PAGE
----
New York's mayor declared a public health emergency in parts of Brooklyn on Tuesday, ordering all residents to be vaccinated to fight a measles outbreak concentrated in the ultra-Orthodox Jewish community.
"There's no question that vaccines are safe, effective and life-saving", said Mayor de Blasio. "I urge everyone, especially those in affected areas, to get their [mumps-measles-rubella] vaccines to protect their children, families and communities".
At least 285 people have contracted measles in the city since September, and the order covers four Zip codes in Brooklyn's Williamsburg neighborhood where the vast majority have originated, Democratic Mayor Bill de Blasio said at a news conference. New York City accounted for about two-thirds of all United States measles cases reported last week.
The majority of religious leaders in Brooklyn's large Orthodox communities support vaccination efforts, said the city's health commissioner, Dr Oxiris Barbot, but rates have remained low in some areas because of resistance from some groups that believe the inoculations are unsafe. "We've seen a large increase in the number of people vaccinated in these neighbourhoods, but as Passover approaches, we need to do all we can to ensure more people get the vaccine".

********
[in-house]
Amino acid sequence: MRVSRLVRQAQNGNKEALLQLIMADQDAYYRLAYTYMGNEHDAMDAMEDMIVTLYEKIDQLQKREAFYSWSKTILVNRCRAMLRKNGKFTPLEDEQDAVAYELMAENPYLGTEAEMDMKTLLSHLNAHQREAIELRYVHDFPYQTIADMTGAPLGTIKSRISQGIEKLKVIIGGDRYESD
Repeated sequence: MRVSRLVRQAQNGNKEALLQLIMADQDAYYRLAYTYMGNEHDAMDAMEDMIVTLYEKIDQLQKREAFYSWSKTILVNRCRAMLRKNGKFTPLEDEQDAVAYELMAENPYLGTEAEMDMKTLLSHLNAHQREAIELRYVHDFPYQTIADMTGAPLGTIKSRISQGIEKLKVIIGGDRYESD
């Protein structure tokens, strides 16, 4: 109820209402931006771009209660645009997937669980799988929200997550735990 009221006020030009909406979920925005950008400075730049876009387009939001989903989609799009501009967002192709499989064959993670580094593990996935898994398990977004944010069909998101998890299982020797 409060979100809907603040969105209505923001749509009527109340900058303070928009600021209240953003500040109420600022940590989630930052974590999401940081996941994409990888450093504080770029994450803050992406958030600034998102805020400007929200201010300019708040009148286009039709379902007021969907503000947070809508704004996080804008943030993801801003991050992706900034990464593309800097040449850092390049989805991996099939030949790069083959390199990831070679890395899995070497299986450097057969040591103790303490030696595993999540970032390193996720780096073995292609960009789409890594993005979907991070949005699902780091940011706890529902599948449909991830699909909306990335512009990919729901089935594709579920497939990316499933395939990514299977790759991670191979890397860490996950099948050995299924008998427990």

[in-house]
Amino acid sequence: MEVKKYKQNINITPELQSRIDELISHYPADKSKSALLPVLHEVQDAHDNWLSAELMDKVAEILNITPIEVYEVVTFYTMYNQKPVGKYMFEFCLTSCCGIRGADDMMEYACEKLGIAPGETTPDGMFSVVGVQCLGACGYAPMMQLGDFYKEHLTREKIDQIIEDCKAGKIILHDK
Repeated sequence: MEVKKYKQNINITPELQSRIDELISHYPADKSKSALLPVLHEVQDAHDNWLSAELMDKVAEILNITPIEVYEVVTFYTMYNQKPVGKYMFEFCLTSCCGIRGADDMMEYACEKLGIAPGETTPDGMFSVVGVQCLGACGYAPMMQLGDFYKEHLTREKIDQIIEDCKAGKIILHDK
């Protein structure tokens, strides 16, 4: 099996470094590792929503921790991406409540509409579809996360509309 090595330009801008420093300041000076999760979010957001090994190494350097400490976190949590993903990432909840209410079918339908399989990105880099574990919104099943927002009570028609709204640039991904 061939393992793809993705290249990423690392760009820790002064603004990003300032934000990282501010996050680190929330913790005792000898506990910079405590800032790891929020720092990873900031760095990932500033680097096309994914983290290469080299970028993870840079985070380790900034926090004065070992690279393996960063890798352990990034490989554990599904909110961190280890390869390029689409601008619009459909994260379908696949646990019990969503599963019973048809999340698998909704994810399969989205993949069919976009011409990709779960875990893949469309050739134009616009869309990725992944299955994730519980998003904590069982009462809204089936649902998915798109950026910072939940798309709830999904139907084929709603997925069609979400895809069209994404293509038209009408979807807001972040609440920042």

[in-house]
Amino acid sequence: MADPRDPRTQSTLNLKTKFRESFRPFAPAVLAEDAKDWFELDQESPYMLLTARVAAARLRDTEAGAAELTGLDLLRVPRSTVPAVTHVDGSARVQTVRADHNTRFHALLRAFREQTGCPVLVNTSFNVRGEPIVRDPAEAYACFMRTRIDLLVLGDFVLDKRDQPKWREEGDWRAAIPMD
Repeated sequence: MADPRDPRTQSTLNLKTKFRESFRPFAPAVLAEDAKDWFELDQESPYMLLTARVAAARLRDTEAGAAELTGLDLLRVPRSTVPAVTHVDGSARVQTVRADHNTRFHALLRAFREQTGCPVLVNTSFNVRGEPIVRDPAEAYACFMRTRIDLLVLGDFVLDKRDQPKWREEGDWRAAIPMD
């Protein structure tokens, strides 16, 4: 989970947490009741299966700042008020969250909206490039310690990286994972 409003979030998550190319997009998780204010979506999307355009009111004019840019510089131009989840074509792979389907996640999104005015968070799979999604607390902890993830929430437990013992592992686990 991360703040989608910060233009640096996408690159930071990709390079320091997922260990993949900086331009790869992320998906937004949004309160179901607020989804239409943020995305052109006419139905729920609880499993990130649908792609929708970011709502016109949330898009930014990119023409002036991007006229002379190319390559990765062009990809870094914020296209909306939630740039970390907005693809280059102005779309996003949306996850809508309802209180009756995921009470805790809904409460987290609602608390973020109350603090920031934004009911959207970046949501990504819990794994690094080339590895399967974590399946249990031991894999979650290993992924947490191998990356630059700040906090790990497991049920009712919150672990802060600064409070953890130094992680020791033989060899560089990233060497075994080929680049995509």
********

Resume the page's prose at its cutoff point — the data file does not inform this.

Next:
"Today we are declaring a public health emergency effective immediately". Twenty-one people have been hospitalized, with five ending up in the intensive care unit, but there have been no deaths.
"They have been spreading risky misinformation based on fake science", Dr. Oxiris Barbot, the city' health commissioner, said in a statement.
Patricia Schnabel Ruppert, the health commissioner there, said that since October she has been waging an uphill fight to persuade people vaccines are safe and necessary to protect the larger community.
NY has contended with measles outbreaks and the legal challenges that have arisen in efforts to contain them.
Non-vaccinated minors were banned from public places in a bid to prevent the spread of the disease, and hundreds of people have now been vaccinated, according to authorities.
"When people choose not to get their children vaccinated, they are putting their children and others - such as pregnant women, people on chemotherapy, and the elderly - at risk of contracting measles".
Doctors in affected communities said an anonymously produced anti-vaccine booklet targeting Orthodox Jews that contained false information had appeared in the mail over the last couple years, which had sown doubts and hesitancy among some parents. "Vaccinate." De Blasio said the outbreak "can be turned around quickly" if residents act quickly. While it is possible to become infected with measles post-vaccination, the Mayo Clinic says it is unlikely, provided the immunizations are up-to-date. Israel, for instance, also has a current measles outbreak.
The order also applies the same stipulations to the parents or guardian of any unvaccinated child older than six months of age in terms of having the child immunized.